Your analogy is right on the money, I can tell you, as a musician and record producer, first, and now a social entrepreneur. For years, Fred, I’ve been interested in the thoughts of the VC community (Betaworks, is particularly inspiring to me) because I love the clarity, focus and direction, … not to mention the obvious premium for including “meaning” and “greater purpose” as valuable factors in projects worth supporting. I founded a non-profit called Weathervane Music (, and now I’m about 2 years into getting it off the ground. I’ll probably be a First Timer, and a “One Timer”, especially if we can make our idea stick.Anyway, I sometimes think that artists making a first record have different ideas for success than those making a second. My experience recording somewhere in the realm of 100 artists over the past 15 years is that far too few think of music as a business at all. The goal is to “be an artist” not “business-person” as though the two must be mutually exclusive. That, and the fact that there is hardly any industry left to “invest” in new artists, is some of why we started Weathervane.

    1. fredwilson

      interesting notions about art and businessi’d like to hear more

      1. Weathervane Music

        Well, I don’t want to get off topic too much. And the record business as a metaphor is probably more difficult for someone in my shoes since my whole career has been a lesson in just how non-sustainable a business it actually is. It doesn’t help that artists rarely want to think in business terms, and that the public doesn’t want to think of it’s role the process either.I really like that you mentioned “what kind of culture [entrepreneurs starting a business] want to create”. I’ve observed that the best and most successful artists I’ve worked with don’t have to consider their talent for writing and recording music. That is the given, and frankly, talent is not that uncommon. The uncommon ones always have an ongoing process or processes that naturally draw support in. Their success is community based at first, popularity-based next, and then hopefully financial at some point.I’d certainly love to tell you about what we do at Weathervane.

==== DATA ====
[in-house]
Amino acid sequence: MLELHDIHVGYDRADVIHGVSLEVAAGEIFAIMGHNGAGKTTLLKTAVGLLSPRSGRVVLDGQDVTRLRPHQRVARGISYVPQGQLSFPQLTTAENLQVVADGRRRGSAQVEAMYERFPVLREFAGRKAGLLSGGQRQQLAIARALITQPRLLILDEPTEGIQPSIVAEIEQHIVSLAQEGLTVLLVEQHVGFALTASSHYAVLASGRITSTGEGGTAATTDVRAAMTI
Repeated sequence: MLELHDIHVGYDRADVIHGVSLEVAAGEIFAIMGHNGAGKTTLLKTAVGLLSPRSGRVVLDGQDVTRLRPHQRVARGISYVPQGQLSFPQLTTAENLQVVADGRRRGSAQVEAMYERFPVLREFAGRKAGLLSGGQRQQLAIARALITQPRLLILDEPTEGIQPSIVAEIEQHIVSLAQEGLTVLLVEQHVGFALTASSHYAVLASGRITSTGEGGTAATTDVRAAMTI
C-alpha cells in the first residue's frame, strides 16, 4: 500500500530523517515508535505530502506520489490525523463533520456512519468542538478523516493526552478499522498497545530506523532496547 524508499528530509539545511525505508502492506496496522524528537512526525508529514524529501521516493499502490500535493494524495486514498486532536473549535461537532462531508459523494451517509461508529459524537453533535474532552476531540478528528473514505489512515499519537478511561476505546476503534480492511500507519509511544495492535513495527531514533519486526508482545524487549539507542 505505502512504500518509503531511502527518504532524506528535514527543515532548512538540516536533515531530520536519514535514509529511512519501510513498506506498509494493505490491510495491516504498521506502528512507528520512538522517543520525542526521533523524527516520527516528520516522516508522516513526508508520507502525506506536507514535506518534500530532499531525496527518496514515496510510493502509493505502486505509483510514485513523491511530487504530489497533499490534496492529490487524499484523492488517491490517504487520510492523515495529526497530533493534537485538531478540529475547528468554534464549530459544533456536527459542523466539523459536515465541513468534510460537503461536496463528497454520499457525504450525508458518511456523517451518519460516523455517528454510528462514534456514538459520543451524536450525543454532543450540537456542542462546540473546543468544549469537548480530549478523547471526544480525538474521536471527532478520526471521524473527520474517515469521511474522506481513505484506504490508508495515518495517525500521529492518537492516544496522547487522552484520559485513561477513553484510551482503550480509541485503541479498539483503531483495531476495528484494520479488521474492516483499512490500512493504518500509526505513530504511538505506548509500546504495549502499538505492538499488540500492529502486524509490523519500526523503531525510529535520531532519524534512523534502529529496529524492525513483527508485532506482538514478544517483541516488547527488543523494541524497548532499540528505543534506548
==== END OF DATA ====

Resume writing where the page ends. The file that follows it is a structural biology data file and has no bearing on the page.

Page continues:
2. Robert Holtz

        Anything done with mastery is art.

    2. Brian

      Mick Jagger was great as a rolling stone, had a head for business, but, when he went solo, and used his business savvy, his solo career was a flop. Richards was an artist with no biz savvy, his solo career flopped. You do have to have both business savvy and artistic vision in the entity but, never in the same person. It’s a team effort all the way in really successful music, that’s how labels evolved, they had he team to support the art and the vision to play just enough into the pop realm to fund and develop both. Artists that are business people are rarely the best of either and often end up failing at both when all the cards are tallied.

      1. Weathervane Music

        Brian, I agree on many accounts, even though I do stand by my assertion that artists do need to be solid business people these days.First though, I have a hard time when people like Mick Jagger and Kieth Richards are sited as representing any kind of norm. The vast majority of music being made is not by household names. True, efforts of the past have generally been teams within labels, certainly to varying degrees depending on what artists we’re talking about. But that has changed dramatically. Label support, at least truly effective label support in any financial sense, is reserved for artists who’ve achieved a much much higher degree of success nowadays, either previously or on their own.But what you’re saying does tie in very nicely with what we’re trying to do with Weathervane Music. We do believe that music community is the only thing that will make quality, enduring, culturally significant music possible. But “music community” has to be redefined as not just the artist and industry, as has previously been the case. It now has to be understood as artist and audience; people who make music + plus people love music enough to support it (and therefore “make music” as well).